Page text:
Create Organizational Excellence Through Customer Experience


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The average call center employee handles 40 calls a day and 10,000 calls annually. These calls represent some of the thousands of Daily Choices this employee has the opportunity to make every year. Top-down decisions from the CEO have little if any impact on this employee’s Daily Choices.

For the average call center, with 20 employees, there will be at least two million Daily Choices for excellence every year-two million choices that will make the difference between excellence and mediocrity. If two million decisions are made at the call center for excellence, the company’s performance and reputation will be strengthened; if they are made for mediocrity, the company will be diminished. The total value of the company is equal to the sum total of all the Daily Choices made by all its employees.

Using an example in another setting, the results are the same:
A bank teller may handle thirty customers a day, on average, which alone accounts for 6,500 daily decisions that he will make each year. If we assume ten employees per branch and 1,000 branches per bank, this amounts to at least 65 million Daily Choices a year. No advertising or branding campaign will be able to alter the results of these choices-they will cause the bank to be perceived as excellent, mediocre, or worse. The strength of the bank and its customer relationships does not lie in the competitiveness of its interest rates, but in the performance choices its employees make, every day.

Daily choices take place in front of external and internal customers every day. They are dominant in interactions with other people, including staff meetings, email exchanges, phone conversations, and in any situation where an individual is in a position to help someone else. Any time there is a recipient on the other end of the action, there’s a daily choice involved.

The real power of organizations is their ability to create excellence, to differentiate themselves and, as a result, to build strong customer loyalty, earn repeat business, and charge a premium for their goods and services. This power (or lack of it) is directly linked to the quality of millions of Daily Choices made by employees. The bottom line is that a company’s overall excellence is equal to the sum of the total excellence-seeking Daily Choices delivered by its people. There is no better way to measure the strength of a company than by the quality of the choices its employees make every day. The more excellence delivered, the stronger the customer’s commitment and the greater the amount of business and profits generated. The weaker its employees’ commitment to excellence, the weaker its overall performance. This is a new way to view the power and strength of organizations, and it requires a different way of leading and motivating people in order to generate Daily Choices for excellence and exceeding customer expectations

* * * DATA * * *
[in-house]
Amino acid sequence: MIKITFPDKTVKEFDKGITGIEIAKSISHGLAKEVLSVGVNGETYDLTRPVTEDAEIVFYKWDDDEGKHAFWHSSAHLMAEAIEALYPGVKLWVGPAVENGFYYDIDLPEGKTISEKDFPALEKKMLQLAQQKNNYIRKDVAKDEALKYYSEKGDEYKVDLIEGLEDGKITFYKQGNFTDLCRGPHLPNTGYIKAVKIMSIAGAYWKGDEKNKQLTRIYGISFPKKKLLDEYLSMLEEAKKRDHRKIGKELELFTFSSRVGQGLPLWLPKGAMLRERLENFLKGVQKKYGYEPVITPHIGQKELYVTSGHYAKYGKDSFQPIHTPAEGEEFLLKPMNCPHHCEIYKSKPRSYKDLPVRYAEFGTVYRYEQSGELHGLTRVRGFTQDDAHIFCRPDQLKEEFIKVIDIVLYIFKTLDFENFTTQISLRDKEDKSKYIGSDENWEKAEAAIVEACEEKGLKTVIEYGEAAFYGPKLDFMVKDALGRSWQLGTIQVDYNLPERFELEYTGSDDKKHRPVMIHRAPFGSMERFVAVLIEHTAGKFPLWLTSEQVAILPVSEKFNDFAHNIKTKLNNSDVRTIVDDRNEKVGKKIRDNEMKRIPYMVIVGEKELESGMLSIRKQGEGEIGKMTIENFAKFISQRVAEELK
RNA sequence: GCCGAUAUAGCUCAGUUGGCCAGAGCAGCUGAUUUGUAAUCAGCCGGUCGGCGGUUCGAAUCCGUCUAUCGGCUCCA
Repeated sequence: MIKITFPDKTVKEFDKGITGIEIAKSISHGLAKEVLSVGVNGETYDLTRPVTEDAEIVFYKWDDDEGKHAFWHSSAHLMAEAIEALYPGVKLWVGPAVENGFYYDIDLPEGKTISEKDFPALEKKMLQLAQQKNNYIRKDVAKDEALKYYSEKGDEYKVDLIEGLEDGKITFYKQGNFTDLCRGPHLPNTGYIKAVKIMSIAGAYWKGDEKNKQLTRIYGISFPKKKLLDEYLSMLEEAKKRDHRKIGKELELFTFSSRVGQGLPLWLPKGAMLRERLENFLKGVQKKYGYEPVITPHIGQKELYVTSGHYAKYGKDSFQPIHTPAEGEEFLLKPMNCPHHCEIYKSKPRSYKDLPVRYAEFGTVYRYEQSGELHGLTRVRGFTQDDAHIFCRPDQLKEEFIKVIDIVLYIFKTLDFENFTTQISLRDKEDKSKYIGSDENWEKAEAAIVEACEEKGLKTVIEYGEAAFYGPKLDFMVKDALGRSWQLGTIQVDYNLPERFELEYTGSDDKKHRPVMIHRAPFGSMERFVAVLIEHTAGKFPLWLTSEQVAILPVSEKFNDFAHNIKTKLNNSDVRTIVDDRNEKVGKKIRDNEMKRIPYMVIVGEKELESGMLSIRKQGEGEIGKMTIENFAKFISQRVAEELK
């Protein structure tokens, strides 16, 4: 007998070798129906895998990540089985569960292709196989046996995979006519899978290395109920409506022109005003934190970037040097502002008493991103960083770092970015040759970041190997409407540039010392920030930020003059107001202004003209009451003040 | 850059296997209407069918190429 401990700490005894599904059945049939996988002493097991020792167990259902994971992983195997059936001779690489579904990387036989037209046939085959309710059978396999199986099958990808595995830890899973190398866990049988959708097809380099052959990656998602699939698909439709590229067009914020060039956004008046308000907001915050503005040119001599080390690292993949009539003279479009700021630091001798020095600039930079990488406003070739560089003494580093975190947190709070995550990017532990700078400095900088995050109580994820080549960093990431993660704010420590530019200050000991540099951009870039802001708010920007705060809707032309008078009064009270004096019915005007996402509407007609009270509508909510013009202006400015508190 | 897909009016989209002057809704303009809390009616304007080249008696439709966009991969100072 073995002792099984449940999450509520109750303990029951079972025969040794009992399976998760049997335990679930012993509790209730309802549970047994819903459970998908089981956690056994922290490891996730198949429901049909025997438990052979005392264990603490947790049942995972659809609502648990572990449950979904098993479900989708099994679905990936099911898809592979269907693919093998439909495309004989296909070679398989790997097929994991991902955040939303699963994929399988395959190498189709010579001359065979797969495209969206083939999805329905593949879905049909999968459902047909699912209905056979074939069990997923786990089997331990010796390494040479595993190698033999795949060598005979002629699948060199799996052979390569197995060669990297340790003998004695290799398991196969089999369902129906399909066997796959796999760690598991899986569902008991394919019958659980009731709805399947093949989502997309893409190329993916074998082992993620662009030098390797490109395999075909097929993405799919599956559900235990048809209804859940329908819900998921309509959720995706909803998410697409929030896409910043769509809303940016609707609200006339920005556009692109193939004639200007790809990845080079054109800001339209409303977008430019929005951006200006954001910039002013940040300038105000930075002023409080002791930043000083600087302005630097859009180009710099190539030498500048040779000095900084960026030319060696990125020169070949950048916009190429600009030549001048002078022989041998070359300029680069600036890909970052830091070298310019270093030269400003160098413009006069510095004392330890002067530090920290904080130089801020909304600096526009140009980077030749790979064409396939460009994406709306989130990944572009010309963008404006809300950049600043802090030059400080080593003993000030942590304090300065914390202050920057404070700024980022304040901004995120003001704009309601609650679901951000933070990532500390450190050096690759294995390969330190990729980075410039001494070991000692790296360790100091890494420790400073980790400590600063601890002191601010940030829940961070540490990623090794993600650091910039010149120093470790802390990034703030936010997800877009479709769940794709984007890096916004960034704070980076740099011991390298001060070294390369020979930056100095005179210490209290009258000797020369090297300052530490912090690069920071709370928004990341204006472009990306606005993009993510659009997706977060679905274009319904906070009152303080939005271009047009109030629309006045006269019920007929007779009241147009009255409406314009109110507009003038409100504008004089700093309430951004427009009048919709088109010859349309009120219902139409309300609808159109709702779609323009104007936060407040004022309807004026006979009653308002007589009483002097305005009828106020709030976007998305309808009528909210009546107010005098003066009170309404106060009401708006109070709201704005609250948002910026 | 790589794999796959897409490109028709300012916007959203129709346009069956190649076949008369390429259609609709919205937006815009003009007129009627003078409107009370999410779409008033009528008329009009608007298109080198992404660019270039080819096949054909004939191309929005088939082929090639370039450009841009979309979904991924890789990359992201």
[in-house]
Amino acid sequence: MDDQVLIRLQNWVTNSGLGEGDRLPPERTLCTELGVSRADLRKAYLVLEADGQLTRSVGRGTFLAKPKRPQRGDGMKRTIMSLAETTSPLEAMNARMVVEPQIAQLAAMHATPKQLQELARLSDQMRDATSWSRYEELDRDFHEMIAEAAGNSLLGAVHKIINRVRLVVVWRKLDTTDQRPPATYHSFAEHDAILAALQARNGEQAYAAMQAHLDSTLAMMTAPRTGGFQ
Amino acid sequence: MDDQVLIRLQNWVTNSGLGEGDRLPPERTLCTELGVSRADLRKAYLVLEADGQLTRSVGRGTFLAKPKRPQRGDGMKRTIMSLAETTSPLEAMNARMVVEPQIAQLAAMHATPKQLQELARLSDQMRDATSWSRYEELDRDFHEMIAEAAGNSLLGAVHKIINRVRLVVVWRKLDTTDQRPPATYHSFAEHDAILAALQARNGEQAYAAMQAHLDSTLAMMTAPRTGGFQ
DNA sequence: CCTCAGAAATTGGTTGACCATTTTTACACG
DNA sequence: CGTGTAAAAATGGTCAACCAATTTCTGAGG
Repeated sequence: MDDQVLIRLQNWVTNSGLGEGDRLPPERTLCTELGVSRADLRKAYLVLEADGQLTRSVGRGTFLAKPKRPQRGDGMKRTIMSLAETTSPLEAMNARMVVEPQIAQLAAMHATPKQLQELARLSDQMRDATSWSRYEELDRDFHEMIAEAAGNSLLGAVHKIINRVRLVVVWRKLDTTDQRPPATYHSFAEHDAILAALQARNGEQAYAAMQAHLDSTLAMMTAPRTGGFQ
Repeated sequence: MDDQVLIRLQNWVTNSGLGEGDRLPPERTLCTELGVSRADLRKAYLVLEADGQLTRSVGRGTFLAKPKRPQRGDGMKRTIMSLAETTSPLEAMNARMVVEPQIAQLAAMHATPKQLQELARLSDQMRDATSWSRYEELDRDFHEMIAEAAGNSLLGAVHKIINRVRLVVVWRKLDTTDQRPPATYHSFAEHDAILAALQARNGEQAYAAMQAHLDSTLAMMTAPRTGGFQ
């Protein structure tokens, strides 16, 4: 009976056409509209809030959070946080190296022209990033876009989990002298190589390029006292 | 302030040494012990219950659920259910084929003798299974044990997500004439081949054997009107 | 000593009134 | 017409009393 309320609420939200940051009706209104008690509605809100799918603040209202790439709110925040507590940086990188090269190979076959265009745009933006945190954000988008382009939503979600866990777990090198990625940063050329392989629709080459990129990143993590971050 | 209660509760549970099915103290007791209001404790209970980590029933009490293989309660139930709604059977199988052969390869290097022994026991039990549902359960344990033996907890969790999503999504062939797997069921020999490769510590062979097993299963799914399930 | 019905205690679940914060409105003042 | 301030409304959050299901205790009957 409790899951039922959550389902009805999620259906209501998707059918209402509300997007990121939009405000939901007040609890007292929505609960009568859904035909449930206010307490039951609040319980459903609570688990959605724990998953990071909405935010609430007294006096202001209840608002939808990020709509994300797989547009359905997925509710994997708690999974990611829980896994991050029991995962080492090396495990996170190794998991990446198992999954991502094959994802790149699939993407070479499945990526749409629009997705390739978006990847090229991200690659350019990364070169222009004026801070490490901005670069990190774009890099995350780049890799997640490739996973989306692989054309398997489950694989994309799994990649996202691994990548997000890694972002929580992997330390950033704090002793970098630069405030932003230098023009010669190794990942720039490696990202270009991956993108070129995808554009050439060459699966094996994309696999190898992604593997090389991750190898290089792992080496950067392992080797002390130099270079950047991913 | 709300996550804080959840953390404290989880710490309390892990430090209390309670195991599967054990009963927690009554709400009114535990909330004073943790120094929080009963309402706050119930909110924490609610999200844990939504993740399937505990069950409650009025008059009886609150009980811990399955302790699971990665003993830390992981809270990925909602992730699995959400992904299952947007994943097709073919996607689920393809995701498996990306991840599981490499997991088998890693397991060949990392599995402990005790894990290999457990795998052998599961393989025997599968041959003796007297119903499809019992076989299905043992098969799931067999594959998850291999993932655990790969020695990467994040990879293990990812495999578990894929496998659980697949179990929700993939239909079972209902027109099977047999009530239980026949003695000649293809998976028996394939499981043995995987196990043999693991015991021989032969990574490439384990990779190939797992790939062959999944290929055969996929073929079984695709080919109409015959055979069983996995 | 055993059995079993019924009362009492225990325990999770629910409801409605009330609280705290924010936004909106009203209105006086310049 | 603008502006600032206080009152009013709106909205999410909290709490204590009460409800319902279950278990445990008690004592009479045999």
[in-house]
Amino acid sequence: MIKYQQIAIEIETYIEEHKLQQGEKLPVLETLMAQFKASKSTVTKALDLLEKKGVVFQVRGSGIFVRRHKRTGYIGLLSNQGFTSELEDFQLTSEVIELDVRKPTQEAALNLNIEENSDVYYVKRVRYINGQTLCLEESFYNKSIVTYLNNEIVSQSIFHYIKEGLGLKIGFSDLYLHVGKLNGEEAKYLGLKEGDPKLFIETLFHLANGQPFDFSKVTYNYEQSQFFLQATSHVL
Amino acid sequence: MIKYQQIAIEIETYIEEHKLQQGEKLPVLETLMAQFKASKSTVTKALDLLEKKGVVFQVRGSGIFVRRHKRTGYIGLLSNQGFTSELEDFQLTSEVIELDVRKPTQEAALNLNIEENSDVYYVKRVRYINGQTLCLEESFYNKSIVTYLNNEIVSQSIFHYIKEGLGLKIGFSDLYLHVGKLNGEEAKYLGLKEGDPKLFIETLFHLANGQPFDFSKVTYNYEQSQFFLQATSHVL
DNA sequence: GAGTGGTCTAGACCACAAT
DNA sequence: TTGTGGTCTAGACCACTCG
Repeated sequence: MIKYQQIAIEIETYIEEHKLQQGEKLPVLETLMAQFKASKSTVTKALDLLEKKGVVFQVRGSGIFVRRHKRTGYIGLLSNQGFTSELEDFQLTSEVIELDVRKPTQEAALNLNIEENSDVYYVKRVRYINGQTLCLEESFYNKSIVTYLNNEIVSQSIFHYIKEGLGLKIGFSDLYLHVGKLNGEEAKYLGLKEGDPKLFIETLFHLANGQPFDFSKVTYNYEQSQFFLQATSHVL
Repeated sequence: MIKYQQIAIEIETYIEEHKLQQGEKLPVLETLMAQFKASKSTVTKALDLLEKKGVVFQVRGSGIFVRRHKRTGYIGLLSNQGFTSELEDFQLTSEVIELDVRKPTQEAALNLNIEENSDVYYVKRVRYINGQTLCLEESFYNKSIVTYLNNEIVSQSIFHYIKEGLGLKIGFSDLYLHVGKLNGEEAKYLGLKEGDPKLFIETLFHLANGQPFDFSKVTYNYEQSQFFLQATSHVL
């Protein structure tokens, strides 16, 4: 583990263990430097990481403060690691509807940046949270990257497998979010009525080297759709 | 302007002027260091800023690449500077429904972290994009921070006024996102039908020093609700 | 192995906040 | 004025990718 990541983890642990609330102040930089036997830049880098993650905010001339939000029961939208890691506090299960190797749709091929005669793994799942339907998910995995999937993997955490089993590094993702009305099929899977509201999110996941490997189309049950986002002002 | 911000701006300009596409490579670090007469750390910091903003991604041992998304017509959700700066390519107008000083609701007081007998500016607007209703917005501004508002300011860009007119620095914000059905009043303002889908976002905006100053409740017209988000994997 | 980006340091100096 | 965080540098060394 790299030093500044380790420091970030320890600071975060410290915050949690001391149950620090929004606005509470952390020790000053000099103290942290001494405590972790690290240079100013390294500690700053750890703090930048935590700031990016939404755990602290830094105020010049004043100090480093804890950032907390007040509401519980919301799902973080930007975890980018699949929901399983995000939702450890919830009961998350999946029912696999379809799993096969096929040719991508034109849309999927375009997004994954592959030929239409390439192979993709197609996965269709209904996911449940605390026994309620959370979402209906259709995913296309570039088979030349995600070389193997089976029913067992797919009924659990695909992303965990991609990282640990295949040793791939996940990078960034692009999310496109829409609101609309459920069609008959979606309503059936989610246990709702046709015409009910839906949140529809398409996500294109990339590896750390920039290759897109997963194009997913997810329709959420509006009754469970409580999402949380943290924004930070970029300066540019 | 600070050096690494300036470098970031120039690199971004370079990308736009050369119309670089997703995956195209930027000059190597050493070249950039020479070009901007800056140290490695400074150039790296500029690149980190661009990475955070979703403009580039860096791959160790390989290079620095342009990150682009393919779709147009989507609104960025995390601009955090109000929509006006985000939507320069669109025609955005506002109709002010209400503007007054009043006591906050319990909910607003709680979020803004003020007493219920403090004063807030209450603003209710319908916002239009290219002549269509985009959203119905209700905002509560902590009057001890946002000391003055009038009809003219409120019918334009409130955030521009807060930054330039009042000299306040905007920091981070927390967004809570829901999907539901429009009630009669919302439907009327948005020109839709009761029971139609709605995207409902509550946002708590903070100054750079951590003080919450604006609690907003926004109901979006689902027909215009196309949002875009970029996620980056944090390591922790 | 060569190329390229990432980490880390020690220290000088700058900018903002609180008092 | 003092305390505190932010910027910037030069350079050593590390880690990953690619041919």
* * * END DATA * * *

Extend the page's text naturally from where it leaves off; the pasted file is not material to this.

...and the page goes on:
This bottom-up organizational definition runs contrary to the way most organizations define themselves today. A top-down organization views its power, strength, and brand as an abstract entity, loosely connected to its people. The employees are subservient to the larger organizational definition. According to this line of thinking, even if all the employees leave the organization, the brand will remain strong; the brand makes the people and not the other way around. In a bottom-up organization, the organization is defined by the character and performance of its employees. The people in the company make the organization what it is. They are the one creating the assets of the organization. Although some management and marketing theories claim to have an organization based on assets other than employees such as brand strength and reputation, those assets are dependent on employees and their choices for excellence. Missing one excellence-oriented employee will make the company weaker. Poor performance by just one employee will make the company weaker. The company does not exist without the people who, through their Daily Choices, breathe life into the company’s mission statement, values, objectives, strategy, and overall definition.

One employee at a time, one Daily Choice at a time, a company’s strength is actually created. This company’s definition is not an event or a milestone that, once achieved, always remains valid. It is, rather, an ongoing process that can reach new heights (or lows) depending on the Daily Choices made by employees. The company’s success is not measured by some annual study of corporate brand strength, but by the daily performances of the individuals who are the company. Most companies declare their total commitment to their employees and tout their initiatives to promote employee welfare on the pages of their glossy annual report, while relatively few companies truly understand what it means to treat employees as your most important asset.

Lior Arussy
One of the world’s authorities on customer experience, customer centricity, and transformation, Lior Arussy delivers results. His strategic framework converts organizations from product- to customer-centricity. It is drawn from his work with some of the world’s leading brands: Mercedes-Benz, Royal Caribbean, Delta Air Lines, MasterCard, Novo Nordisk, Walmart and more.Arussy is also the author of seven books, including Next Is Now (May 2018)



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